This tendency of the victim to downplay their abuse (especially while still in the relationship) is reinforced by the abuser’s talent for hiding their behavior. Abuse occurs in a cyclical pattern called the cycle of abuse, and abusers tend to perpetrate abuse only during half of this cycle. During the other half, they attempt to “atone” for their behavior, creating a sort of push-and-pull dynamic where they abuse their partner, then keep them from leaving by promising to change. This dynamic often serves to make the victim even more dependent on their abuser, and the inconstancy of the abuse makes it harder for both the victims and others to identify it.
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Venn Crawford

October is Domestic Violence Awareness Month, and #maybehedoesnthityou has resurfaced on twitter as victims and activists use the hashtag to speak out about non-physical forms of domestic violence.

While physical violence is what most people think of when they hear “domestic violence,” emotional abuse often occurs alongside or before physical violence, and can be just as damaging. However, because this form of abuse doesn’t leave physical marks, it can often be harder to recognize for both the victim and those who know them.

Most abusers are seeking to control their victim – emotional abuse undermines the self-worth of the victim until they believe they are totally dependent upon their abuser. The abusive partner may use a variety of tactics, such as minimizing the victim, isolating them by cutting them off from their support network, humiliating them, or gaslighting them. Gaslighting is a particularly insidious tactic, as it seeks to make the victim question their memory. This is frequently done by denying any abuse ever occurred, and makes it that much harder for the victim to seek help.
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Venn Crawford

World Mental Health Day (Oct 10th) comes on the heels of a violent attack in Las Vegas which left 59 dead and over 500 injured. As with other shootings, the public’s response is to point at guns and mental illness – and while it remains divided on the issue of guns, the relative agreement on the threat of mental illness is worrying.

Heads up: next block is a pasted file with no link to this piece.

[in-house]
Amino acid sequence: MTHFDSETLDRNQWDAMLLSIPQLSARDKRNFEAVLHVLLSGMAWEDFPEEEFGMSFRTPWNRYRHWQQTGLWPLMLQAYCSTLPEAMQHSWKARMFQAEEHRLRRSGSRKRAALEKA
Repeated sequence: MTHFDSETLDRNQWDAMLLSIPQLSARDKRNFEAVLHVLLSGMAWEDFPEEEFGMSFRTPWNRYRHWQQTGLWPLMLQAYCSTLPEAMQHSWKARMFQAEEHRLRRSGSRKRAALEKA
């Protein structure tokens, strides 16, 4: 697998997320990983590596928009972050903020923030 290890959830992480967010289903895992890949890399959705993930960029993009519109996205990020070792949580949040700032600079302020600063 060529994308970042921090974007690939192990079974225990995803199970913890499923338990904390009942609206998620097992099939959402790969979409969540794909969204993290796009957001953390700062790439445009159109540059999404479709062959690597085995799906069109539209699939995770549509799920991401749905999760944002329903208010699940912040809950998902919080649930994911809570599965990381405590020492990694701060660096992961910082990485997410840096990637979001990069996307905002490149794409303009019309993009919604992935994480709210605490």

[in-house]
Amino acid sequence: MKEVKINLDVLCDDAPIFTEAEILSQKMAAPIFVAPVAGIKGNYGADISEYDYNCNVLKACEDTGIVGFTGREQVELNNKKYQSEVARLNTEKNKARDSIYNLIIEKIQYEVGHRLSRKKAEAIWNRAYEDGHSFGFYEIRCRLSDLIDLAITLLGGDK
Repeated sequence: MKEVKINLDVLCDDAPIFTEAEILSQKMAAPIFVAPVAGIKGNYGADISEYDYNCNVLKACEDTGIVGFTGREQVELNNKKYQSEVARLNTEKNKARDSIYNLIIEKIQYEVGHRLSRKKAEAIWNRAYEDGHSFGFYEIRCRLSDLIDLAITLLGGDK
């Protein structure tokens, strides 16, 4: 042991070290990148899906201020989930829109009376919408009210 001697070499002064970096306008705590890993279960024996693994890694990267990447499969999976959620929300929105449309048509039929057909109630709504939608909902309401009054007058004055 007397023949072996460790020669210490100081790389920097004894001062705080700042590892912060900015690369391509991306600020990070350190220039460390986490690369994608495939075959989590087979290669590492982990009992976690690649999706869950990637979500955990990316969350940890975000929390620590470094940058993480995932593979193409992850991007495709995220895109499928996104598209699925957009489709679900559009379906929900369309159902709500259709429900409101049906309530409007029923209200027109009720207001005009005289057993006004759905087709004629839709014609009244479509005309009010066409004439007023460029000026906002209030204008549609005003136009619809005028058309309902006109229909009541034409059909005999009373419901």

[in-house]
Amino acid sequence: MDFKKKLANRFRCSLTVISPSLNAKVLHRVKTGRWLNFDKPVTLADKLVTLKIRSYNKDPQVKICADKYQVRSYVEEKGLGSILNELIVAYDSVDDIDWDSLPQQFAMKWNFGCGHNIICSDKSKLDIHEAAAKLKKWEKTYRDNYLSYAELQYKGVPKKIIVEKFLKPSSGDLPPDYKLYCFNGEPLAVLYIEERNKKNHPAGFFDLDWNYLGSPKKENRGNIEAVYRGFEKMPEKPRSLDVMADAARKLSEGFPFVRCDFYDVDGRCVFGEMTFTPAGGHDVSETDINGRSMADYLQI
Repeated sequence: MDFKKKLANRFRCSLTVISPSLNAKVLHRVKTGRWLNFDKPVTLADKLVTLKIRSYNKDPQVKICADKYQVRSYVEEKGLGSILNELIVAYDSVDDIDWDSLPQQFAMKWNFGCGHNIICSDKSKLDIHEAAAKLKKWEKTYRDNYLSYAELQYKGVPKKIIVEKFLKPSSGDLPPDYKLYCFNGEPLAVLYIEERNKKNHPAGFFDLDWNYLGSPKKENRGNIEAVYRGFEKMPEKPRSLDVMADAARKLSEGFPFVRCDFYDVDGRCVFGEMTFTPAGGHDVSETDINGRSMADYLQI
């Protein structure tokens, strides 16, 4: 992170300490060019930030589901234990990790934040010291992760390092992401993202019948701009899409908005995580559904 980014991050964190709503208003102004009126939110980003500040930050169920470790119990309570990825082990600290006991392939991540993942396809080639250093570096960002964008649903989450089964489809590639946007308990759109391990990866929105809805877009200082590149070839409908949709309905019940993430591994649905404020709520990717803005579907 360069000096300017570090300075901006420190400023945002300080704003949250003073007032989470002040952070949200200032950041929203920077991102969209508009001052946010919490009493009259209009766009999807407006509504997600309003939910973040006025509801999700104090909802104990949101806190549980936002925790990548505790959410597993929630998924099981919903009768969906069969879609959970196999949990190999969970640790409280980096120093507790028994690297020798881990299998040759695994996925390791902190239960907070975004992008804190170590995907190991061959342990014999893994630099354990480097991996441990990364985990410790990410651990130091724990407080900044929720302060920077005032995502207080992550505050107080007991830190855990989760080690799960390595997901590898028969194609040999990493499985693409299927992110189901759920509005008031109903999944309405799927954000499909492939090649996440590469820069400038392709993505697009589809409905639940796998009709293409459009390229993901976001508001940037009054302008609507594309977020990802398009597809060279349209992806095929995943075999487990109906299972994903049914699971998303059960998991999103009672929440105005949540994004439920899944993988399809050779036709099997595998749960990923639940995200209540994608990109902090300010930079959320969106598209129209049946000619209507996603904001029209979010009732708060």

The American public has always seemed to lack an understanding of mental illness. Most people know the common names and defining symptoms of a few illnesses (usually bipolar, schizophrenia, and depression), but have no real understanding of what these illnesses entail. Continue reading

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Venn Crawford

The opioid epidemic is a problem quickly shifting to the forefront of American consciousness, but it seems many people fail to grasp the breadth of the issue and just how close to home it truly is.

For many people, the word “opioid” conjures up television images of too-skinny junkies in filthy rooms, or delinquent teenagers raiding mom’s medicine drawer. But these images are of addiction in its full swing. In many cases, it looks different at first –it looks like your loved one taking their prescribed pain medication. And for some, this reality is a hard pill to swallow. Continue reading

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Kam Hardy

As many of you may not know, May 23rd is World Turtle Day.  This day was started 17 years ago by the American Tortoise Rescue Organization in hopes to raise awareness and protect the turtles!

Over Memorial Day weekend my husband and I were in Amelia Island, Florida when we came across the cutest sea turtles. As we watched the little guys in amazement, we wanted to know more. I am writing this post to show my support and create awareness for these sea turtles.

It saddens me to say that sea turtles are considered nearly extinct. They suffer from being poached and often times are captured in polluted water and overboard fishing gear. Climate change is another adverse effect on these sea creatures. For the baby sea turtle eggs to hatch, they must be in a secure climate controlled location. They often face predators that will likely the baby eggs, never giving them a chance of survival.